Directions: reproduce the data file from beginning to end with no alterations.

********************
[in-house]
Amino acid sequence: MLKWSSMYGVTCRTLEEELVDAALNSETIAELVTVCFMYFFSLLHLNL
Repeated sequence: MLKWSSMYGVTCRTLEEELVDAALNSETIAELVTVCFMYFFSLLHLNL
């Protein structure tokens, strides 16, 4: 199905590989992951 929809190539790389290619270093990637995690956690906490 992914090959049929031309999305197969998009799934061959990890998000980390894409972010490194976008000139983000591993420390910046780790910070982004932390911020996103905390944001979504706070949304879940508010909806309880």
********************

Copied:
[in-house]
Amino acid sequence: MLKWSSMYGVTCRTLEEELVDAALNSETIAELVTVCFMYFFSLLHLNL
Repeated sequence: MLKWSSMYGVTCRTLEEELVDAALNSETIAELVTVCFMYFFSLLHLNL
């Protein structure tokens, strides 16, 4: 199905590989992951 929809190539790389290619270093990637995690956690906490 992914090959049929031309999305197969998009799934061959990890998000980390894409972010490194976008000139983000591993420390910046780790910070982004932390911020996103905390944001979504706070949304879940508010909806309880």